A different kind of tired. Living with cancer fatigue

Wednesday 24 July, 2019


Susan, a Cancer Council volunteer and cancer survivor, experienced fatigue.

Cancer fatigue is different to feeling tired. You feel weak, drained, worn out and have trouble thinking clearly. It doesn’t always go away with rest and can leave you exhausted for a long time.

While most people find they feel better 6-12 months after treatment ends, for some people, fatigue can continue for a longer period of time.

Managing fatigue with your health care team is an important part of cancer care before, during and after treatment.

Tips for managing fatigue

The best way to manage fatigue will depend on your individual situation, but the following general tips may help you to manage day to day:

  • Plan a loose daily schedule or routine based on how you are feeling.
  • Save your energy for what you want or need to do most.
  • Pace yourself. Try to attend to one thing at a time and include regular short breaks throughout the day. Rest when you need to.
  • Eat as well as possible, drink lots of water, and avoid smoking and alcohol.
  • Be physically active – ask your health care team how to exercise safely for your situation.
  • Try relaxation and meditation techniques.
  • If you can, ask family, friends or neighbours to help you.
  • Listen to the podcast The Thing About Cancer for tips on how to manage fatigue, sleep and cancer.
  • Your local council or social worker can put you in touch with organisations for help at home (such as house cleaning, meals or shopping). Sometimes these services are free.
  • Remember fatigue usually gets better over time.

Fatigue and Cancer provides practical advice for managing daily activities, explains how exercise can help, addresses common problems around sleep and lets you know where to get support. 

Susan’s experience

Susan, a Cancer Council volunteer and cancer survivor, helped review Fatigue and Cancer and shares her own experience.

“I thought all I had to do was get through the treatment and I would be fine,” Susan said.

“I didn’t realise how huge an impact the treatment would have on my body. Positivity is helpful, but the reality was extremely difficult for me. I had to accept I was dealing with fatigue and be very patient with how slow the process was.”

Things that helped:

  • Before treatment, I called Cancer Council on 13 11 20 and spoke to the cancer nurses, who helped me enormously with my questions.
  • Whatever help people offered; I took. I had a roster for people to take me to appointments and friends would drop meals in. I couldn’t go out at night, so a friend took me out in the mornings instead.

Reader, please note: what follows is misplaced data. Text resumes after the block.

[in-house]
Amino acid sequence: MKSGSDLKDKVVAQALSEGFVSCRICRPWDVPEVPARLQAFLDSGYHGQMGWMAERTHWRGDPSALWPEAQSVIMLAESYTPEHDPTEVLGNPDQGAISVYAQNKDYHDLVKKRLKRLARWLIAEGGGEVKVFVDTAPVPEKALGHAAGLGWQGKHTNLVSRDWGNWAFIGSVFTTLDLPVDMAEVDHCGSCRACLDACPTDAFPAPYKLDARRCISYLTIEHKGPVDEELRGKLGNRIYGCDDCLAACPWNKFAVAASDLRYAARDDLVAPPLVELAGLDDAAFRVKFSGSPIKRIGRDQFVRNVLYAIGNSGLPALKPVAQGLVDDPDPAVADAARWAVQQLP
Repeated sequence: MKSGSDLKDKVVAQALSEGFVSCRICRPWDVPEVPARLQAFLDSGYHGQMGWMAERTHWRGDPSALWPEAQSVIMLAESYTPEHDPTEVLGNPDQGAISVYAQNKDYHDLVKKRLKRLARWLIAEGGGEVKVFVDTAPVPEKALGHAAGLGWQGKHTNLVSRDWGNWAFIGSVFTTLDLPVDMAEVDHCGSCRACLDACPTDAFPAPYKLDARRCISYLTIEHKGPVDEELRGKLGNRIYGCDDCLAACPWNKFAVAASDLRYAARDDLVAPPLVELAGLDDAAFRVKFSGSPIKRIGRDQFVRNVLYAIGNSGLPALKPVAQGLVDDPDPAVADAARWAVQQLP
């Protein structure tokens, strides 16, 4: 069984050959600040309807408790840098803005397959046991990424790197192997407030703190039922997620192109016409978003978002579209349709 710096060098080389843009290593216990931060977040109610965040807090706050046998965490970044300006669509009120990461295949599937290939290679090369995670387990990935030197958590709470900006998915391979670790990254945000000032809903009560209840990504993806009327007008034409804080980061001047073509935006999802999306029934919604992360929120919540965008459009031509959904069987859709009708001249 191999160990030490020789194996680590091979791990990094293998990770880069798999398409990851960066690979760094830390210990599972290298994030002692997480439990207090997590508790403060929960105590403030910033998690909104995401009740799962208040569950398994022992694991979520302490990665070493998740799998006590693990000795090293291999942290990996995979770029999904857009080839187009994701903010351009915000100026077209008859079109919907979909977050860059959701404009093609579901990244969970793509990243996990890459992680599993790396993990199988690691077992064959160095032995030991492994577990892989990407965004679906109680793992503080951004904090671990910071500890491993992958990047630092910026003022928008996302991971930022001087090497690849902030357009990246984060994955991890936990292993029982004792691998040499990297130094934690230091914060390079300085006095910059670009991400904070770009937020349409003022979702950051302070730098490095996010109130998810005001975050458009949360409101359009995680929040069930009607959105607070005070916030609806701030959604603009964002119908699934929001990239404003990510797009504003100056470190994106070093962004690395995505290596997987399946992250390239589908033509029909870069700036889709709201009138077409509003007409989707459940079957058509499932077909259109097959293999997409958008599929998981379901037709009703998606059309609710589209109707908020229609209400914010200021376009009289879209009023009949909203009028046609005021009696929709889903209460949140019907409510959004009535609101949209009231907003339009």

• Through Cancer Council’s Cancer Connect program, I was also able to speak to a volunteer who had a similar story.
  • Friends helped with exercise, like yoga, and I did a guided meditation every day. It helped to reconnect with the things I liked doing before treatment.

Susan yoga

Susan found excerise like yoga helped.

“It helped to notice small improvements, like being able to walk around the local park,” she said.

“I celebrated that things were moving forward, and I had a party to thank everyone who helped me.

“Four years on, I have just completed a six-day bike ride. It is so exciting to have recovered my capacity to engage with others." 


To find out more about how we can help you, call our cancer nurses on 13 11 20 or email askanurse@cancervic.org.au

Keep reading

Get the facts on vaping - Victorians urged to 'see through the haze'

Thursday 1 June 2023
A new Quit campaign highlighting the risks of vaping is being launched today alongside new research by Cancer Council Victoria’s Centre for Behavioural Research in Cancer. The data reveals many Victorians are still unaware of the risks associated with vaping. Read more
resolve health complaints

Resolve health complaints with the Health Complaints Commissioner

Wednesday 24 May 2023
Navigating cancer treatment and care can be confusing and overwhelming. It’s vital we have robust systems in place to prevent unscrupulous providers preying on vulnerable people. Read more

Re-purposing cardiac drugs to improve radiotherapy treatment for breast cancer

Thursday 4 May 2023

In a groundbreaking new study, Cancer Council Victoria--funded researchers are exploring whether a cardiac drug called a beta-blocker can be re-purposed to improve the effects of radiotherapy for cancer treatment.

Read more

Talking bubbles icon

Questions about cancer?

Call or email our experienced cancer nurses for information and support.

Contact a cancer nurse